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Published 14 September 2012 08:06, Updated 20 September 2012 04:16
What would you do if you were to start your business again?
What products or services would you keep and which ones would you dump?
What staff members would you develop as part of a stable long-term plan and which ones do you have regrets about employing?
There is no doubt that most business leaders are very – if not entirely – emotional about their businesses. The reason they don’t make any changes is because the survival of the business is not usually dependent on doing things differently.
When I started out, I was very hand-to-mouth and as such had to react and respond quickly to things that were not working as some of them were a question of pure survival.
There was an air of excitement of getting by but an emotion that everything was urgent and an understanding of what needed to happen to get past that early incubator stage.
One of our very successful clients said to me just recently that if he continued to do business with the same veracity and vigour with which he started, then his business today would be five times the size.
His comments were similar to a lot of business leaders, where they had found their comfort zone. To understand this better, the definition of comfort is a physically relaxed state, without any pain or other unpleasant feelings.
Generally, the bigger the company the more tolerable imperfections are in the business. If the overall picture is going well, most leaders won’t risk alteration or the consequences of change as performance can generally be seen as acceptable or “comfortable”.
But there are those leaders that “sweat the small stuff” and have a distinct lack of tolerance towards mediocrity in any facet of their business, so they regularly make changes.
This is not to say that mass change is essential in every business model, however there is a need for constantly keeping yourself out of your comfort zone because comfort today may mean substantial loss tomorrow.
I often look back on well-known businesses that have collapsed; businesses that were household names and where the owners seemed to enjoy fantastic success and prosperity.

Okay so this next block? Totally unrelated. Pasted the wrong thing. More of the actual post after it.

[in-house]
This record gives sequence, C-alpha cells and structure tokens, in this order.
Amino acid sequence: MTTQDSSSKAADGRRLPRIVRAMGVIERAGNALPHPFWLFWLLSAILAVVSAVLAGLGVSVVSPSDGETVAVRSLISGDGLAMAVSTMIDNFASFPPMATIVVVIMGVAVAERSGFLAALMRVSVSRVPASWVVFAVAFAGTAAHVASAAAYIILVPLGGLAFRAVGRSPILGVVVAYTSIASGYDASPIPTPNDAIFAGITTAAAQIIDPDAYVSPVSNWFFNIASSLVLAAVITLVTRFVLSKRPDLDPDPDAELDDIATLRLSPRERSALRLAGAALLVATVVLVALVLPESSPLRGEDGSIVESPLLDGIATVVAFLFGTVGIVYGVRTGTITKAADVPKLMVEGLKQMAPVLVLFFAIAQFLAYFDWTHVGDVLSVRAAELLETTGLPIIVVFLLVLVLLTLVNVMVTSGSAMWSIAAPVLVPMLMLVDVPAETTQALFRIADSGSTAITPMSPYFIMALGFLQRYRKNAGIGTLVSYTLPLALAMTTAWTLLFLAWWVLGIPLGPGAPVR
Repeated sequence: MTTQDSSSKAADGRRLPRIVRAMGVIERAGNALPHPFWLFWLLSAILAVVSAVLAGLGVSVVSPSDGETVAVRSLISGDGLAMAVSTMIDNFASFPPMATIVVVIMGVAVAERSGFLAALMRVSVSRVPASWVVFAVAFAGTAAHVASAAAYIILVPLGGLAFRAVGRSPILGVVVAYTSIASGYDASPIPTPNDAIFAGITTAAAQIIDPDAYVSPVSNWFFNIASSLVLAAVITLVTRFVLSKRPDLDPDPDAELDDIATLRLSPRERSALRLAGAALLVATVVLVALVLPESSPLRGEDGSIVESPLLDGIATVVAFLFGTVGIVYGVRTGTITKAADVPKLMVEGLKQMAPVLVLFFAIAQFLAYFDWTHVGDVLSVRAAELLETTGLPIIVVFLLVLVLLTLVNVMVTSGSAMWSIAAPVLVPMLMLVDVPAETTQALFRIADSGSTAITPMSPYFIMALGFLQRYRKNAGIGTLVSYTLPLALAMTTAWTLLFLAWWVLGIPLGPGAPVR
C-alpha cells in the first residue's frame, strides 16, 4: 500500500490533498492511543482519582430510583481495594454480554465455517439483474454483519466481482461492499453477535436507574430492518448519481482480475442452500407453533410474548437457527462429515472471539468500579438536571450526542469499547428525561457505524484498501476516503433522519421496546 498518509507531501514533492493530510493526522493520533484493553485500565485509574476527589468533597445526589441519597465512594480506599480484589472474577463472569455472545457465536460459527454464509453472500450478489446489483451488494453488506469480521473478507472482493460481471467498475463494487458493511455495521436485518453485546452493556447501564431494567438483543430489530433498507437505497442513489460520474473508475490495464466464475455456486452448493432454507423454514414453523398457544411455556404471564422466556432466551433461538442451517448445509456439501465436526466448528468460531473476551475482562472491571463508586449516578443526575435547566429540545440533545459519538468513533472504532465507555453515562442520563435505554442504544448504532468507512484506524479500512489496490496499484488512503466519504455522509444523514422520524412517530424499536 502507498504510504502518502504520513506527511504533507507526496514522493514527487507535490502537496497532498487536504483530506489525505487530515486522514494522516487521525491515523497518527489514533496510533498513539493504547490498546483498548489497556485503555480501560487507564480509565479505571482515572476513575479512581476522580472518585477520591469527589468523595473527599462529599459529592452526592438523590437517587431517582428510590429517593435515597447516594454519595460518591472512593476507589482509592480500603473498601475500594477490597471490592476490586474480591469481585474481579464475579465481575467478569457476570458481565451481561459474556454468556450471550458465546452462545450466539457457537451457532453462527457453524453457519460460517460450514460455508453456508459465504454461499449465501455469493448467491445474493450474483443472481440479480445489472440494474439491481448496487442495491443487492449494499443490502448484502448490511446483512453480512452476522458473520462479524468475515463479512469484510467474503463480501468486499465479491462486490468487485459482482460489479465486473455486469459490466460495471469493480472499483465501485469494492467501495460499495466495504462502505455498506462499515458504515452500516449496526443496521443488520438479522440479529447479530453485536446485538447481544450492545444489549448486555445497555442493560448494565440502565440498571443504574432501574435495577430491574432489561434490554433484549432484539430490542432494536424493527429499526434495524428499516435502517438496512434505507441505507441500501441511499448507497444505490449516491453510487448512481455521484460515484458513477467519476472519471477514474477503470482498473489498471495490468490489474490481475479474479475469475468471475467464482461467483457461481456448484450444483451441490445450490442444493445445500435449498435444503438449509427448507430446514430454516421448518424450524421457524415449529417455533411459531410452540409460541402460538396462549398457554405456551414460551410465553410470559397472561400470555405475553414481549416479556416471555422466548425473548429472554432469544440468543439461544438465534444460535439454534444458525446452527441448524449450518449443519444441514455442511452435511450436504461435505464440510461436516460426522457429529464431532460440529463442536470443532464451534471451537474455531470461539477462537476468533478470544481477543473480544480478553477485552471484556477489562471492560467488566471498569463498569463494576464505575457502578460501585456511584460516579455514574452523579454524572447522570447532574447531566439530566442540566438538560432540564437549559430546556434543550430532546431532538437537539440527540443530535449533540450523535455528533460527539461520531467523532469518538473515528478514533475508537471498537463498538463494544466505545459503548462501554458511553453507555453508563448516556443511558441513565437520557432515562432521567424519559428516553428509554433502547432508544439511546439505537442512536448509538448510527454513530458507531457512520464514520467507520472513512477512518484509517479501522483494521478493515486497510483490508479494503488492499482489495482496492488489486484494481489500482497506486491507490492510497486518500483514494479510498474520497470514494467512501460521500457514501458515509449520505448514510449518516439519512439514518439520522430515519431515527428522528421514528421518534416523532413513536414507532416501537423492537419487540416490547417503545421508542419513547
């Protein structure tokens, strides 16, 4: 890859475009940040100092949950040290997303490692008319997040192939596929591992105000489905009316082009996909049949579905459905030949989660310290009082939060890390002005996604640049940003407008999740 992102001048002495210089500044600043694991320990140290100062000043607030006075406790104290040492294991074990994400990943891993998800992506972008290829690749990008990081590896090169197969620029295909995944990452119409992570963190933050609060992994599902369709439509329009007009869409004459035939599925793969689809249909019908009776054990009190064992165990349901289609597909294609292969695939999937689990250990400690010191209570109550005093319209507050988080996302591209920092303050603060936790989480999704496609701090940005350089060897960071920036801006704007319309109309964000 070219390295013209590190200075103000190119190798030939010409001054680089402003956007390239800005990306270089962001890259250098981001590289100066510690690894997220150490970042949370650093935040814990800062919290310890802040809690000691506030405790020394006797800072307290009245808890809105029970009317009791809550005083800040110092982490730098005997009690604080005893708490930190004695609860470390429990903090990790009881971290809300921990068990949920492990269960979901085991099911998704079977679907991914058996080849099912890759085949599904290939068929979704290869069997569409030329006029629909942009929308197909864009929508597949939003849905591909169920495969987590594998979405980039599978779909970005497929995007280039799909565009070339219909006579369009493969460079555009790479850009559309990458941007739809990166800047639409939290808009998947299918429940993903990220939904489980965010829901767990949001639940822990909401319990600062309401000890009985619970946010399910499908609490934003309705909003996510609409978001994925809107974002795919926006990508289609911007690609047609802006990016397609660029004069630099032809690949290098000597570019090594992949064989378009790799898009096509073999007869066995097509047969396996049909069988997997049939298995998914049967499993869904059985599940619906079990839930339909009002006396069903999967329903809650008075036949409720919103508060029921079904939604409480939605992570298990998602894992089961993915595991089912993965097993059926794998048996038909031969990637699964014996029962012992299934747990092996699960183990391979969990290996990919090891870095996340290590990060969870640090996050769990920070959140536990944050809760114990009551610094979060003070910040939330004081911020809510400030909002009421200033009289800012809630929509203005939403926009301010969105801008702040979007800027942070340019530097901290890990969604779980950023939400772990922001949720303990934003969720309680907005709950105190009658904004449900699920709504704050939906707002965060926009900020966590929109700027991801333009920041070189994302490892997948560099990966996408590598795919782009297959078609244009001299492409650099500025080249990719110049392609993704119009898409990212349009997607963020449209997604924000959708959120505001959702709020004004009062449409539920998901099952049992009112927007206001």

The key question is for leaders, how far back after failing would they need to have gone to have changed their ways or made alternations to the way their business was being managed.
By this I mean, if they collapsed in 2009, what would they have done in 2006 to avoid failure? Would they have contained overheads? Would they have worked on improving margins, even if it did come at the cost of reducing size and turnover?
Would they have reviewed their key people more carefully or perhaps even said no more often, when unsubstantiated ideas came across their desk?
No doubt this measurement is a balancing act between the veracity and vigour mentioned earlier of attacking opportunity against being consciously aware of risk and making the right moves to ensure survival.
For me, it has a lot to do with the lifecycle of the business, where the leader is positioned in terms of both their own needs and that of other stakeholders.
So change is in fact a necessity in every business. It is everywhere around and it is never ceasing. Key decision analysis has got to be at the forefront, particularly right now in a somewhat challenging world and local economy.
Just last week when I was laying out my business growth plans to my advisory board, I was stopped halfway through by one of the members (who is an ex-CEO of one of the world’s best airlines), who reminded me about finding that “sweet spot”; the place where the business is operating most efficiently with the least amount of risk and an orientation towards long-term sustainability.
So while change is essential, the amount of change required may not be that much and the “sweet spot” could be very close indeed.
MORE SMART TALK:
Coming up: Freelancer.com founder Matt Barrie